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Ann Coulter has said some outrageous things in the past. Yet, it was still a shock to hear her, on Fox News, proclaim that the child migrants being detained along the southern U.S. border — forcibly separated from their parents, rounded up, and placed in caged enclosures in abandoned big box stores — are “child actors.”
“I would also say one other thing, these child actors weeping and crying on all the other networks 24–7 right now,” Coulter said on The Next Revolution. “Do not fall for it, Mr. President. I get very nervous about the president getting his news from TV… These kids are given scripts to read, according to the New Yorker.” (The New Yorker piece she was referring to is from 2011 and, unsurprisingly, is also far more nuanced and sympathetic in its description of the stories people sometimes tell, or embellish, when applying for asylum.)
Thanks in large part to popular conspiracy theorist Alex Jones, the concept of “crisis actors” is a now a depressingly familiar trope. The theory, usually cited in the days following a terrorist attack and/or mass shooting, is that such events are purely for show — an attempt by someone to curtail individual freedoms by inventing incidents that cause moral outcry and shock, and that prompt calls for new legislation.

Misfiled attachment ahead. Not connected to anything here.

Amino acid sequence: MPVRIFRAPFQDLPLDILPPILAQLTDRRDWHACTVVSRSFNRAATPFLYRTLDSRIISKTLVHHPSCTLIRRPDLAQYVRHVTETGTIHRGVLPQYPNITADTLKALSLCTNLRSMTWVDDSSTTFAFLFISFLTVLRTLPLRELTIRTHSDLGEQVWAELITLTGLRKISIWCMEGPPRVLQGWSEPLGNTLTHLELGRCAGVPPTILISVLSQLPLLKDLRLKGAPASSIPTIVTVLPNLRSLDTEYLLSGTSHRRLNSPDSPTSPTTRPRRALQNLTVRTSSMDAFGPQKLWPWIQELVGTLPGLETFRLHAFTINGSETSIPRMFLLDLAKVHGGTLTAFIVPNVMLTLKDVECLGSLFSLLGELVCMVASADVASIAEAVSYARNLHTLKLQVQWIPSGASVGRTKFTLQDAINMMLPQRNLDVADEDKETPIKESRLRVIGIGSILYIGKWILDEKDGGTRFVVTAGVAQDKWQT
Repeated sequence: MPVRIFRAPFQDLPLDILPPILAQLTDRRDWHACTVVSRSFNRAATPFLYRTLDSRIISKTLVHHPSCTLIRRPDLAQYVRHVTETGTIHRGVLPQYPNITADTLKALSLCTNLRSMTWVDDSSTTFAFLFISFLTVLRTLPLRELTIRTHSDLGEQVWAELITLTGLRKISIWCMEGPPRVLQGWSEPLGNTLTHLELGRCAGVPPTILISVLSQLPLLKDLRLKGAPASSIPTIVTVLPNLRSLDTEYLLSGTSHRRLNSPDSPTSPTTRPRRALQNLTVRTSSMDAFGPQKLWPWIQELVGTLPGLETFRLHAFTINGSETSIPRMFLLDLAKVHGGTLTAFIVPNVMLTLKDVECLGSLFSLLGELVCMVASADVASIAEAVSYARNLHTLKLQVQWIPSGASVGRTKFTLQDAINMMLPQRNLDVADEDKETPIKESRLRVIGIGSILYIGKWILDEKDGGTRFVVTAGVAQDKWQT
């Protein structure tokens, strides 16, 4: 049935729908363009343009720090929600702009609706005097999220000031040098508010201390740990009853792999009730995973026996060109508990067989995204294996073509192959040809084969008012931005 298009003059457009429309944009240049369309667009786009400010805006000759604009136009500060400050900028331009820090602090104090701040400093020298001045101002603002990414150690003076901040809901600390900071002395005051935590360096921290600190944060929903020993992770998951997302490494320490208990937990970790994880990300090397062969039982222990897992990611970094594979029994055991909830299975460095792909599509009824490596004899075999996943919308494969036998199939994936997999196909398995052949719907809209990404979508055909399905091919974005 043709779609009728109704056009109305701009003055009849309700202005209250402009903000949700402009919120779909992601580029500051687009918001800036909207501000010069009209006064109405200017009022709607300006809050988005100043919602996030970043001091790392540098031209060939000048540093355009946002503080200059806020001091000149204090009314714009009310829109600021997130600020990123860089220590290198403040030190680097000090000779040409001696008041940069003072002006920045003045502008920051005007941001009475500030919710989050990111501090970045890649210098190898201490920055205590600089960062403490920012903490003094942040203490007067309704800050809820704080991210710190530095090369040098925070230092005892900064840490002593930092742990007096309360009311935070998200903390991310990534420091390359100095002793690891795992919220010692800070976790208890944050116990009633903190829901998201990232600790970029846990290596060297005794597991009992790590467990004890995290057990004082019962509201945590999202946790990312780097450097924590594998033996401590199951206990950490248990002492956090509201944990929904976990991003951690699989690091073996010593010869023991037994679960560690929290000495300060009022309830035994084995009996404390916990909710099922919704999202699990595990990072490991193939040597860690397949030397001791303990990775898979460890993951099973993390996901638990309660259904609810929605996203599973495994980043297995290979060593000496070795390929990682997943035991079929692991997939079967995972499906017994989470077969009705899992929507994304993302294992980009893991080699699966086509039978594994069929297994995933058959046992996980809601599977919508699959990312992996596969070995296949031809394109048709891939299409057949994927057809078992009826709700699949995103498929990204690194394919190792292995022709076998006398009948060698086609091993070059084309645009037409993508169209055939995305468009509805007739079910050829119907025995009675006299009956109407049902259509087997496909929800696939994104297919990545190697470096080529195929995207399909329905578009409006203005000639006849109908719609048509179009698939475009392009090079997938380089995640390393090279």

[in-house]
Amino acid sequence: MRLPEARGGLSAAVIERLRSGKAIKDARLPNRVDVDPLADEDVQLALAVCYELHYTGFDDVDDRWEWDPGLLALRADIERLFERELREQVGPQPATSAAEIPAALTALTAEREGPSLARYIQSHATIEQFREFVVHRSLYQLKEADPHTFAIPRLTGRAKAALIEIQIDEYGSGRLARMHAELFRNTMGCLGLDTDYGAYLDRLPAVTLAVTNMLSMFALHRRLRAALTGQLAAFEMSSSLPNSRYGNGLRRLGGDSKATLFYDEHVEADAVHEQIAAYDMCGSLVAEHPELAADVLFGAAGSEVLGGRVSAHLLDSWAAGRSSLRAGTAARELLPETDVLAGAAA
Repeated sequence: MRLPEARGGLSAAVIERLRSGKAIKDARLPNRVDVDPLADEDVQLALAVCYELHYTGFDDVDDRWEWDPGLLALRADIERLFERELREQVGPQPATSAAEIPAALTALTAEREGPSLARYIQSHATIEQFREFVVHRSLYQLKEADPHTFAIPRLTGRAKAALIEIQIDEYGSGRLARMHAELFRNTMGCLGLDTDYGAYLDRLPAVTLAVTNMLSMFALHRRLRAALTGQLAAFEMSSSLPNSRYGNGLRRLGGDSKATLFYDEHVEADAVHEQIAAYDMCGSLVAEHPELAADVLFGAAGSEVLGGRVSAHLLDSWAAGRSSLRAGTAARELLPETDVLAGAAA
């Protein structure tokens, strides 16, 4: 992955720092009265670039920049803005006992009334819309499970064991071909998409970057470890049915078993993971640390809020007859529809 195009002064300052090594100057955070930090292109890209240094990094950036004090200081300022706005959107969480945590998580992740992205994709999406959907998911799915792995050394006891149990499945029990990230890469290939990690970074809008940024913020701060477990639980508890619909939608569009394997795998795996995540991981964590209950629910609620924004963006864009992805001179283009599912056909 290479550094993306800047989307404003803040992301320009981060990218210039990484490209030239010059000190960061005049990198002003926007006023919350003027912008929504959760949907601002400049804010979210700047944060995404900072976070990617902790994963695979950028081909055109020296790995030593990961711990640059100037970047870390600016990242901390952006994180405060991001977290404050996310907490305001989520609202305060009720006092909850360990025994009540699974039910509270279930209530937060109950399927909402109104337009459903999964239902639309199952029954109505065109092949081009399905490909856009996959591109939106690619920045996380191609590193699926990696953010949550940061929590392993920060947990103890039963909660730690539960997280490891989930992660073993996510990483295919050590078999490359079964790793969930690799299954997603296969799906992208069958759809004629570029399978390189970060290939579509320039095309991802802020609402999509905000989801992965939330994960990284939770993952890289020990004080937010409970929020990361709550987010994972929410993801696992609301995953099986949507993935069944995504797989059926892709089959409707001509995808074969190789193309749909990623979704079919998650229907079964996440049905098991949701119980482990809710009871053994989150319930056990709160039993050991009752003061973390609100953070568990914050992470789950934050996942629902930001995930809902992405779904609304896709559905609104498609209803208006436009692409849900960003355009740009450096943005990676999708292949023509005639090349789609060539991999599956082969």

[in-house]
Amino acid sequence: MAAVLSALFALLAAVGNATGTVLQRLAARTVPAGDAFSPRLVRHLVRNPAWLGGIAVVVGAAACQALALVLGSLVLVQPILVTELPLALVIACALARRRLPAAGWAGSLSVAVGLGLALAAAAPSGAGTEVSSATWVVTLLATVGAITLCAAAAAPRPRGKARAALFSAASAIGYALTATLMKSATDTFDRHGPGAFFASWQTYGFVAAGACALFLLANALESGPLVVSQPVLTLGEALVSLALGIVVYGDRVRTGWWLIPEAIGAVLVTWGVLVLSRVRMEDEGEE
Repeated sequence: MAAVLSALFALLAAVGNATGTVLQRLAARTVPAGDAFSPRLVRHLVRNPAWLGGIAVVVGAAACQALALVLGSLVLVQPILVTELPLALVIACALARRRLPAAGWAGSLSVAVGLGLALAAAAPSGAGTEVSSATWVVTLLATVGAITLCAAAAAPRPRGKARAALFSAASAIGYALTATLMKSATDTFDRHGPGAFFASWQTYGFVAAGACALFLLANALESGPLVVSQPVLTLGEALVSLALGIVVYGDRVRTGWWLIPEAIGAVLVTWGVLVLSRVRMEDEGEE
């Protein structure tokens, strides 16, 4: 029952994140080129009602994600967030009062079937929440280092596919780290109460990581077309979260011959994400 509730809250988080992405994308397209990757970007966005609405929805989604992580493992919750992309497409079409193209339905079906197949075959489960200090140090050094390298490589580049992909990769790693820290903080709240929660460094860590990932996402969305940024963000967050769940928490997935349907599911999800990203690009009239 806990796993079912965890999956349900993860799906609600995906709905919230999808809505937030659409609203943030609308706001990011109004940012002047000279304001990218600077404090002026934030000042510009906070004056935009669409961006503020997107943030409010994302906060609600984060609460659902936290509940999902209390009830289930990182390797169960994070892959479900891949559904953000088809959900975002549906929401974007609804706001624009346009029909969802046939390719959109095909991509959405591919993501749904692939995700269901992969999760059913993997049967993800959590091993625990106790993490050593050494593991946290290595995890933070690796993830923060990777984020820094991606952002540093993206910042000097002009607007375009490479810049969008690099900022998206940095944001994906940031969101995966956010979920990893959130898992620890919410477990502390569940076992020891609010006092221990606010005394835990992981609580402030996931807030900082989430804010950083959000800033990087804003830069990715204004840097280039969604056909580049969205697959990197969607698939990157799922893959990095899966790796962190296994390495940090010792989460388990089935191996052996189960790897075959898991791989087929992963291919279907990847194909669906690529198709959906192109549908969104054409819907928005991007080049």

According to Jones, mass shootings, for instance, are what he calls “false flag” events, allegedly designed to end private gun ownership in the U.S. (though no such thing has yet happened). Adherents to these ideas create second-to-second, slo-mo dissections of everything from security footage to news coverage to, they argue, reveal the ‘true’ nature of the events. (Sandy Hook families are currently suing Jones over his comments.)
Coulter’s intentions appear to be similar, if lacking the accompanying YouTube forensic examination.
She wants to dissuade politicians, including President Donald Trump, from ending an immoral policy by persuading them the controversy surrounding it is completely fabricated and to convince everyone that the images we are seeing are forgeries and, crucially, cannot be trusted.
Saying these are pictures of actors are ridiculous, fanciful, and dangerous claims. But people believe them. What happens if they become mainstream?
Images — pictures and video — are the dominant medium of our era, both in how we interpret the world around us, and in how we want the world to interpret us.